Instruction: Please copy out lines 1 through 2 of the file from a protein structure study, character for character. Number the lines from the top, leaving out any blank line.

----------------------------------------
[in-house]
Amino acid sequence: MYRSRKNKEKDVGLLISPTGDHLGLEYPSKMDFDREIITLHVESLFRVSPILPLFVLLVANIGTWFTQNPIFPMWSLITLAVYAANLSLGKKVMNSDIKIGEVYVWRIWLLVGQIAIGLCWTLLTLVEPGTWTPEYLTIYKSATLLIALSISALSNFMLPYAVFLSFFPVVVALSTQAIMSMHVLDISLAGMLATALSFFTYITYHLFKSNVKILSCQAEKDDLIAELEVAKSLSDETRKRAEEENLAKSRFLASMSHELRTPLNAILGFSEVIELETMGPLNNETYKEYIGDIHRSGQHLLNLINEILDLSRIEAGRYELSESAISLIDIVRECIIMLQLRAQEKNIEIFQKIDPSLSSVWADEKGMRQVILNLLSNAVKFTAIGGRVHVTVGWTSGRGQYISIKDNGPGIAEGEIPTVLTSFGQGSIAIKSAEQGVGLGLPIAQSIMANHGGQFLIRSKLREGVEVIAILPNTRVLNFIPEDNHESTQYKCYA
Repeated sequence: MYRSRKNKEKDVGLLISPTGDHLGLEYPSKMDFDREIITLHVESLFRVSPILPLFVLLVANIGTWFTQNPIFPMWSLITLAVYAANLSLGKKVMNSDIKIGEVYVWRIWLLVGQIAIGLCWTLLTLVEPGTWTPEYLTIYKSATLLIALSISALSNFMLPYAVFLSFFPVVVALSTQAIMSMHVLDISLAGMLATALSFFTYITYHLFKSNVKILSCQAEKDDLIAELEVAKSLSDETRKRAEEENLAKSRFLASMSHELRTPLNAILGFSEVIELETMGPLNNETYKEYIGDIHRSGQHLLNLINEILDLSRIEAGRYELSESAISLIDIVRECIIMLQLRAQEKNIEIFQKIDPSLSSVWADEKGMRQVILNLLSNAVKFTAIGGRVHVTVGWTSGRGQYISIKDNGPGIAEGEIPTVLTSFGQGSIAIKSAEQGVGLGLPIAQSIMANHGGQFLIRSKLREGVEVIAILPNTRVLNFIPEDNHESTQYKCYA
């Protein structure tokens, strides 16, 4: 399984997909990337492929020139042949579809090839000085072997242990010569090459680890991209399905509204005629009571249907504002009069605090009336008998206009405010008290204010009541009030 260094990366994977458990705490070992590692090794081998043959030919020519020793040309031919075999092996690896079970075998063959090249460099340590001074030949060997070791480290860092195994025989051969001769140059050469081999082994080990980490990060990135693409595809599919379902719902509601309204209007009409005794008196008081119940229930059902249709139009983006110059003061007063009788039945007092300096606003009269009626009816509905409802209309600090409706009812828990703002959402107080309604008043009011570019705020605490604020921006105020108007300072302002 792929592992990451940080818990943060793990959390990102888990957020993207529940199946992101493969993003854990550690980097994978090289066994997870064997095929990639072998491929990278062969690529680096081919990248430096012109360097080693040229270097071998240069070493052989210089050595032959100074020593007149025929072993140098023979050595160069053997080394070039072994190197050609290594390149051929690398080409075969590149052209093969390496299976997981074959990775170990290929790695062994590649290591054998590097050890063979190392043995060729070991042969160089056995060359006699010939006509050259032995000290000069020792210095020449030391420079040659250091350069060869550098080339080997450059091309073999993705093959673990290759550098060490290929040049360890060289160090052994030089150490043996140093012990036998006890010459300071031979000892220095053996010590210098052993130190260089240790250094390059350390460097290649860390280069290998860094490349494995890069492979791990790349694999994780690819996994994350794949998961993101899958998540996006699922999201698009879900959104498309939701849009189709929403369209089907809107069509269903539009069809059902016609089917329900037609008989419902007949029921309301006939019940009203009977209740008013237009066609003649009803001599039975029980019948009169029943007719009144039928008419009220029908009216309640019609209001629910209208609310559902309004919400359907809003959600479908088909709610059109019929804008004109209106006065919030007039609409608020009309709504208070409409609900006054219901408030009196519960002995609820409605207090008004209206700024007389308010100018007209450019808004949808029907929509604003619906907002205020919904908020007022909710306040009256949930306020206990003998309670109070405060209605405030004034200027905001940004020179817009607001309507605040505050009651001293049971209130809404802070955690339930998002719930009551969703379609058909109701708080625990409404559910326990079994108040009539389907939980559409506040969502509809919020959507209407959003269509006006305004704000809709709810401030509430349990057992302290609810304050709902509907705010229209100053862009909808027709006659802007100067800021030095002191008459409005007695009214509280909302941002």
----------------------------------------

[in-house]
Amino acid sequence: MYRSRKNKEKDVGLLISPTGDHLGLEYPSKMDFDREIITLHVESLFRVSPILPLFVLLVANIGTWFTQNPIFPMWSLITLAVYAANLSLGKKVMNSDIKIGEVYVWRIWLLVGQIAIGLCWTLLTLVEPGTWTPEYLTIYKSATLLIALSISALSNFMLPYAVFLSFFPVVVALSTQAIMSMHVLDISLAGMLATALSFFTYITYHLFKSNVKILSCQAEKDDLIAELEVAKSLSDETRKRAEEENLAKSRFLASMSHELRTPLNAILGFSEVIELETMGPLNNETYKEYIGDIHRSGQHLLNLINEILDLSRIEAGRYELSESAISLIDIVRECIIMLQLRAQEKNIEIFQKIDPSLSSVWADEKGMRQVILNLLSNAVKFTAIGGRVHVTVGWTSGRGQYISIKDNGPGIAEGEIPTVLTSFGQGSIAIKSAEQGVGLGLPIAQSIMANHGGQFLIRSKLREGVEVIAILPNTRVLNFIPEDNHESTQYKCYA